Western Societies Shouldn't Buy Into the Russia Hype
A lot has been said and written down lately on Russia’s capability to alter Western narratives about the international security system. Proponents of this information warfare genre refer to “hybrid warfare,” “false narratives,” “troll armies,” “fake news” and “the weaponization of information.” It has been purported that Russia today—like never before—is able to change Western narratives or to create new ones, and that Western states have few effective tools to counter these malign influence attempts. From this perspective the West is facing enormous problems in dealing with and countering the false Russian narratives on Ukraine, Syria, NATO and a whole set of other topics.
Alternatively, it has been argued that even if Russia is not capable of changing Western narratives, it is able to corrode the domestic politics of Western states and sow distrust in Western societies. This, it is argued, makes it easy for Russia to exploit the divided West and allows the Kremlin to achieve its political goals—at the expense of Washington, DC and many European capitals.
I argue that the West is much more resilient to Russia’s “narrative manipulation” and its attempts to create havoc within the domestic politics of Western states than the proponents of Russia’s narrative power posit. Most of the weaponization of information discourse within the West is analytically limited—and maybe even politically motivated. This discourse is also facilitating Russia with new ‘tools’ as Western states—together with Western media outlets—have created an overall media hysteria, which is based on buzzwords and slogans instead of prudent judgement and rational analysis. European states should be much more concerned with the low level of military capability at their disposal rather than the inflated threat of false narratives.
Yes, Russia has acted aggressively for many years, most notably against Georgia and Ukraine, but also in Syria, Libya, the Balkans, the Baltics and a lot of other places. And yes, Russia has used a wide variety of means—political, military, economic and others (including information) to get what it wants. But, what else should one expect from a revisionist great-power feeling disillusioned by the development of its status in the post-Cold War international security order and faced with the prospects of future loss of prestige and power due to enormous societal problems, including demographic problems and economic decline? Add this with a regime that feels insecure—not only against external threats (including NATO enlargement and the loss of many post-Soviet states to the West) but also domestically—and the recipe for massive threat inflation, grandstanding and aggressive behavior is ready.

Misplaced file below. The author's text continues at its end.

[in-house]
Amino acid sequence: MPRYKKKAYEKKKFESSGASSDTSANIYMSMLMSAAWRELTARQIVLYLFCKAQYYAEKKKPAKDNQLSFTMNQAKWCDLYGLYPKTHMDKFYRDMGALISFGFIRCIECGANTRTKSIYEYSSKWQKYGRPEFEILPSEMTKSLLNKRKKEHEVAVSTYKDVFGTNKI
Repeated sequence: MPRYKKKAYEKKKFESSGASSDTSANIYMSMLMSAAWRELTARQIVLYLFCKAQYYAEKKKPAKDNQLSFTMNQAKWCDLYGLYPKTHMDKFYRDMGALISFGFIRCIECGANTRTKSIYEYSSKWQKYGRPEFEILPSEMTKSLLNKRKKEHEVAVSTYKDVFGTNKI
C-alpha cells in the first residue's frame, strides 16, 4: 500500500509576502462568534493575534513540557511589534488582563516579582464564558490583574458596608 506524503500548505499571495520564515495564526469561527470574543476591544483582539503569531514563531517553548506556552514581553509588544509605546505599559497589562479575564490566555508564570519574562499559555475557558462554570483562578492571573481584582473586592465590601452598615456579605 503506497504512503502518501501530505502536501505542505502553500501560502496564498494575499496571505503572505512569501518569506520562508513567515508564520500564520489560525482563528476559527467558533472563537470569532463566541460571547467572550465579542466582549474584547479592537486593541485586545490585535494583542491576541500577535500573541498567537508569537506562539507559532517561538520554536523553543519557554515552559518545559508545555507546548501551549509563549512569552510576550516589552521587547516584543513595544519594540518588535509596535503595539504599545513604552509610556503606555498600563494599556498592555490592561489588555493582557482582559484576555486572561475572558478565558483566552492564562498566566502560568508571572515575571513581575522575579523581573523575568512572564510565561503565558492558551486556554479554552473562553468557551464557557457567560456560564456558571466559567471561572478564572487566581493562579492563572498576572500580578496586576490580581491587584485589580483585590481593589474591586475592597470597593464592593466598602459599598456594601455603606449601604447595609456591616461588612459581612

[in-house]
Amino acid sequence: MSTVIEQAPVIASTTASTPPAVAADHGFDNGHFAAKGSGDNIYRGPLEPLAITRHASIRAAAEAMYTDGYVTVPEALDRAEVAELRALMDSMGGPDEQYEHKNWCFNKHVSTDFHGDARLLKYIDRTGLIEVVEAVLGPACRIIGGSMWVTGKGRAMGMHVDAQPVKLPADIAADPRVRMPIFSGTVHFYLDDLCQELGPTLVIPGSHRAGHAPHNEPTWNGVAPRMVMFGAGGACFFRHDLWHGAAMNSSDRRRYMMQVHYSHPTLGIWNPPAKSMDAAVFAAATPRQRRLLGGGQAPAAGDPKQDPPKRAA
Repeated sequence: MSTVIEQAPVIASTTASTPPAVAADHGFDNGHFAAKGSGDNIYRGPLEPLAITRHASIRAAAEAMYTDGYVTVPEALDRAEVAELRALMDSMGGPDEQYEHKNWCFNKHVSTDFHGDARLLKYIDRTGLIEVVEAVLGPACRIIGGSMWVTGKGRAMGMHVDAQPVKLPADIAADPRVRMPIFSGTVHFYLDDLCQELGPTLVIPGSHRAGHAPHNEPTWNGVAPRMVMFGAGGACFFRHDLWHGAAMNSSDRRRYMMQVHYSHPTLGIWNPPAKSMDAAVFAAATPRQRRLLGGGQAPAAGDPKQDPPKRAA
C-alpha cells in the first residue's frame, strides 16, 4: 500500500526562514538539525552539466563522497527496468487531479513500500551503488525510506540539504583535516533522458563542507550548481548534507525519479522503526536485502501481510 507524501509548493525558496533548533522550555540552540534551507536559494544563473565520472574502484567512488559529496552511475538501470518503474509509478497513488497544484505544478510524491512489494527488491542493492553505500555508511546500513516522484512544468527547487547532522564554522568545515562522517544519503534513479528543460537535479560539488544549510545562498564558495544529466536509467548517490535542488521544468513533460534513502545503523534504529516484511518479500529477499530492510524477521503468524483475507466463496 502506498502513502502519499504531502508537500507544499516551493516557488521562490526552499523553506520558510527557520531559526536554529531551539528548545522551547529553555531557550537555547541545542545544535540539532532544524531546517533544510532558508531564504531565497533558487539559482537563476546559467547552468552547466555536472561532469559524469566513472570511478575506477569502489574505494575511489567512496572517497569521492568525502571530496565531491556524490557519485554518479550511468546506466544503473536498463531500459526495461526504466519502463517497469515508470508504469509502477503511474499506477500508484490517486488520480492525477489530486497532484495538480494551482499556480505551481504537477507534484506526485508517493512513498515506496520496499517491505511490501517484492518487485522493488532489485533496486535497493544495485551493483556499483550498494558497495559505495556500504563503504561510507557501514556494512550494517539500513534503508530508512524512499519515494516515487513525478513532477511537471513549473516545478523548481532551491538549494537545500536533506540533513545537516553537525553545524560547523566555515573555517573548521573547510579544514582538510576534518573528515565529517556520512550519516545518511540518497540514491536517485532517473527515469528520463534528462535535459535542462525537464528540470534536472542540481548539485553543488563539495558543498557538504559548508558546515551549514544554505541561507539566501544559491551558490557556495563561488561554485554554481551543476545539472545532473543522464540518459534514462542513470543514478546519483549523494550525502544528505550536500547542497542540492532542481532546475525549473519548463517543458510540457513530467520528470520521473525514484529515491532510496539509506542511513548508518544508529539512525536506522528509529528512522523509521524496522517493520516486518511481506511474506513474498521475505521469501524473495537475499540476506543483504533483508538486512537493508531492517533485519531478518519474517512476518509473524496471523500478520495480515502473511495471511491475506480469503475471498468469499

It must be noted that Russia has proved to be surprisingly successful in many arenas during the last three years. Western “eastward expansion” is halted, Ukraine and Georgia are subdued, Syria’s future cannot be negotiated without Russia holding the pole position, and the return of violence to the Balkans is only a matter of time—if Russia so chooses. In addition, Russia has strengthened its relationship with the other revisionist great power in the world—China. Also, Russia’s role in Libya is increasing—potentially having its stranglehold on Europe in matters of migration and the spread of terrorism.
But if there is one domain where Russia’s actions have not been successful, it is the information domain. Despite the multitude of propositions concerning Russia’s information warfare capabilities, it needs to be asked: which Western narratives has Russia been able to change after it annexed the Crimean Peninsula and started a proxy war in Eastern Ukraine? After all, the West has united against Russia after 2014. Not even the sitting president of the United States has the power to mend relations with Russia as objections within the U.S. domestic political circles prohibit a warming—or relations—between the Trump administration and Putin’s Russia. So strong is the prevailing Western narrative on Russia.